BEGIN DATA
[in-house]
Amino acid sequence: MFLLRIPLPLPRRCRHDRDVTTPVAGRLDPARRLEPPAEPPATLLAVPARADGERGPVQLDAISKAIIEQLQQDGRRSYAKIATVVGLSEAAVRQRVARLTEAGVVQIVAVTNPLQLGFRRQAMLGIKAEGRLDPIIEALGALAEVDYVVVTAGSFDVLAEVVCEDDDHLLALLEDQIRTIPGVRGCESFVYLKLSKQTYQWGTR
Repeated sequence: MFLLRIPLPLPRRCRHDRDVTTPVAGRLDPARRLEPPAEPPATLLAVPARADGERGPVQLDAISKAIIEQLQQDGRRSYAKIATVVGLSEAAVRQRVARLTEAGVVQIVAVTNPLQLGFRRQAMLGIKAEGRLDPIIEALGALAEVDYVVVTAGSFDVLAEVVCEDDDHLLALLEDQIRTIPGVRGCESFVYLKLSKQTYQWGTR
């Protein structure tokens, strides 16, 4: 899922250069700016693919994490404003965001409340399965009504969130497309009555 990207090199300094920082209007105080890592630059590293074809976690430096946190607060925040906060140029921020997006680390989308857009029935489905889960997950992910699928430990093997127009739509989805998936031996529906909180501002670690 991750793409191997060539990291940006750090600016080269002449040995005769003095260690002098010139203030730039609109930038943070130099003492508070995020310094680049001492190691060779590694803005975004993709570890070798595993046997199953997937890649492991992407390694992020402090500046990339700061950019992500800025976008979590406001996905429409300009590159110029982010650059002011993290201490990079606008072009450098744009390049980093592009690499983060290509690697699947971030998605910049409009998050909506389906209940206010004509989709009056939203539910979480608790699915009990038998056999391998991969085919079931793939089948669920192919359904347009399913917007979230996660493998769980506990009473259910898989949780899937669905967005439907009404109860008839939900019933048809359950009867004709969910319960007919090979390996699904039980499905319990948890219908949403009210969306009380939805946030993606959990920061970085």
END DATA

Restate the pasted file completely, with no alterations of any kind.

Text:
[in-house]
Amino acid sequence: MFLLRIPLPLPRRCRHDRDVTTPVAGRLDPARRLEPPAEPPATLLAVPARADGERGPVQLDAISKAIIEQLQQDGRRSYAKIATVVGLSEAAVRQRVARLTEAGVVQIVAVTNPLQLGFRRQAMLGIKAEGRLDPIIEALGALAEVDYVVVTAGSFDVLAEVVCEDDDHLLALLEDQIRTIPGVRGCESFVYLKLSKQTYQWGTR
Repeated sequence: MFLLRIPLPLPRRCRHDRDVTTPVAGRLDPARRLEPPAEPPATLLAVPARADGERGPVQLDAISKAIIEQLQQDGRRSYAKIATVVGLSEAAVRQRVARLTEAGVVQIVAVTNPLQLGFRRQAMLGIKAEGRLDPIIEALGALAEVDYVVVTAGSFDVLAEVVCEDDDHLLALLEDQIRTIPGVRGCESFVYLKLSKQTYQWGTR
């Protein structure tokens, strides 16, 4: 899922250069700016693919994490404003965001409340399965009504969130497309009555 990207090199300094920082209007105080890592630059590293074809976690430096946190607060925040906060140029921020997006680390989308857009029935489905889960997950992910699928430990093997127009739509989805998936031996529906909180501002670690 991750793409191997060539990291940006750090600016080269002449040995005769003095260690002098010139203030730039609109930038943070130099003492508070995020310094680049001492190691060779590694803005975004993709570890070798595993046997199953997937890649492991992407390694992020402090500046990339700061950019992500800025976008979590406001996905429409300009590159110029982010650059002011993290201490990079606008072009450098744009390049980093592009690499983060290509690697699947971030998605910049409009998050909506389906209940206010004509989709009056939203539910979480608790699915009990038998056999391998991969085919079931793939089948669920192919359904347009399913917007979230996660493998769980506990009473259910898989949780899937669905967005439907009404109860008839939900019933048809359950009867004709969910319960007919090979390996699904039980499905319990948890219908949403009210969306009380939805946030993606959990920061970085």